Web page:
30 percent of people go to prison have a mental health issue. What about the 70 that doesn’t? Where did we go wrong? Where did we make the wrong choices? Wrong choices are inspired by something that we see, something that we hear, whether it’s greed, whether it’s poverty, whether it’s just trying to beat the system or something like that. “Chef Jeff, how did you change? How did the blinders come off? How did you begin to see the world through a different set of eyes?” Well, it didn’t happen overnight. There was a collective of situations, circumstances, intellectual stimulation. I read my first book in prison. I was told for the first time in my life that I was smart in prison. An older man in prison taught me how to shave with a razor in prison. But not only did that begin to get me to see myself different, I became the same analyst that I was on the streets.
I was in the federal system. I was in prison with some of the brightest minds on the universe. Stockbrokers, presidents and CEOs of corporations, judges, lawyers, former DEA agents, I begin to build relationships with them. I became an intellectual jacker. I robbed them for knowledge. That’s right. I learned to cook in prison. I found my gift. It fueled by my dream. The gift was cooking. Never knew that in my life.
When I came home from prison in 1996, they told me I couldn’t get a job, and I wouldn’t get a job. Well, I proved ’em wrong. I went in as a dishwasher. When I first got my job, there were things I had to change about me when I got out of prison. Everything. I had to build a brand, I had to rebuild my image. Clean shave my face, took makeup to cover my earring hole up. No tattoos. Quit lifting weights so I wasn’t big and bulky. I got my teeth fixed, $2,600 grill, look at that, because I understood the importance of a smile. I even had to straighten up the way I walk, because I still walk cool sometimes. So, this is how I used to walk. So, I had to get my corporate swag down, right? Chef Jeff, how did I do it? I built the right relationships. I learned to smile. I changed my swagger. It took me three and a half years to get a job at The Bellagio. I changed my walk three and a half times and I finally got the job.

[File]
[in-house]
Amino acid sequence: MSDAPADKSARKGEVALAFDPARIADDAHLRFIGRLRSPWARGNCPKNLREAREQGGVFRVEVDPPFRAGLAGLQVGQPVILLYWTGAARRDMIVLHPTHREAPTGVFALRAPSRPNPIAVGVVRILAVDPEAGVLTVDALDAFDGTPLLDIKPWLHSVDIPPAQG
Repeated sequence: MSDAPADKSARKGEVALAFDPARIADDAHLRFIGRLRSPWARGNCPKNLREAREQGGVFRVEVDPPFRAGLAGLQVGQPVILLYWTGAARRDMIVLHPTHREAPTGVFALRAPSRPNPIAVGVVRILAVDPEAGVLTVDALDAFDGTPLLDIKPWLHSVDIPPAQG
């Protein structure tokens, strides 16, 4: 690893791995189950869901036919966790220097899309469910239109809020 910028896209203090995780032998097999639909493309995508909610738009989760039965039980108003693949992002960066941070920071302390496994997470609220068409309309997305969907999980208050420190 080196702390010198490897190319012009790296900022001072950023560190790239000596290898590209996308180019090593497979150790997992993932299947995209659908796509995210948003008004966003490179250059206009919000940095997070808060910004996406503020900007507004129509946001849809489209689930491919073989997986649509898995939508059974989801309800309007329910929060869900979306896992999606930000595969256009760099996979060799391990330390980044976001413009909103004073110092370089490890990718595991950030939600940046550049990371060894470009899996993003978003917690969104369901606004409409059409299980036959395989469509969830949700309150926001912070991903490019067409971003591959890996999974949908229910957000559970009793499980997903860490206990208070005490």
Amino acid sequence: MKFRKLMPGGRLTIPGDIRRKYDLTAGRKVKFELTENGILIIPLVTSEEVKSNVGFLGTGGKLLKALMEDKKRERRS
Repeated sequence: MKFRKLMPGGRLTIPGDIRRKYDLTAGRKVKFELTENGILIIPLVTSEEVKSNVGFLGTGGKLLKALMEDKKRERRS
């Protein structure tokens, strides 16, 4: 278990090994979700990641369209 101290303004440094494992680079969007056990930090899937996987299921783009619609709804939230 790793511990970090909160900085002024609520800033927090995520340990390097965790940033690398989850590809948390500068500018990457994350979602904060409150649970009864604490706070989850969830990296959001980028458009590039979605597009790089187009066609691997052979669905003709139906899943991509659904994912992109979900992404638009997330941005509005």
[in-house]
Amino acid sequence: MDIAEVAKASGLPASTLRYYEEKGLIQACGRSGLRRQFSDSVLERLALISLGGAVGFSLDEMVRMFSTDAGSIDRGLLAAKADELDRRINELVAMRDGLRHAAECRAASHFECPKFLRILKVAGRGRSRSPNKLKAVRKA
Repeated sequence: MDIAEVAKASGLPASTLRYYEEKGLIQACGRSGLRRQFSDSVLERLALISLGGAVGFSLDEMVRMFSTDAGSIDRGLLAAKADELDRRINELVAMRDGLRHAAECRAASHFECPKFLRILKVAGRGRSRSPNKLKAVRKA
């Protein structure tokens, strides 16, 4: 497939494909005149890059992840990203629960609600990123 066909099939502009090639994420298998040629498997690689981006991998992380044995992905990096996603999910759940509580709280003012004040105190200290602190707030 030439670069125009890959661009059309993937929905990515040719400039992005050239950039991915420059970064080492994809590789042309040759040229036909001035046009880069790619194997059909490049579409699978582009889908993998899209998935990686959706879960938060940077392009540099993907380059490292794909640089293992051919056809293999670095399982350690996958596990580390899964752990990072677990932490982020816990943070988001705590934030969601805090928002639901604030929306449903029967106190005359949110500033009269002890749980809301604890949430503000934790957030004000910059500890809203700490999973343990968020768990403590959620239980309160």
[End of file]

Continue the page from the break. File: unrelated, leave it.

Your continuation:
My mission is to get you to really understand the power and potential of individuals who may have grew up with circumstances and situations that changed the thinking process of them. Well, I believe that everybody was born with a gift. I believe that everybody was born with abilities and the strength and the genius to become someone. The reason why we’re successful in here, because we discovered that. We unleashed that. But there’s so much talent in the ‘hood. There’s so much individuals out there who are smart, who are forward-thinkers, but they were using their intellect the wrong way. I was always a genius, like so many young people who make poor choices, but it took me years to realize that. Transformation. Going from criminal to respected chef, it was a process. It was a journey, and I knew, in order to be the best chef in America, I had to go amongst the best chefs to learn, to study.
The transformation. We talk about leadership, we talk about diversity, we talk about geniuses just like us, but they’ve been untapped. No one looks at them. No one takes the time to develop them, develop that intellect. So many of these young people have been impacted and influenced by negativity. Why shouldn’t we live The American Dream? It doesn’t matter where you come from, what religion you are, what your story is. Everybody has the power of potential. Everybody can change. Each and every one of them should have that opportunity to live a dream.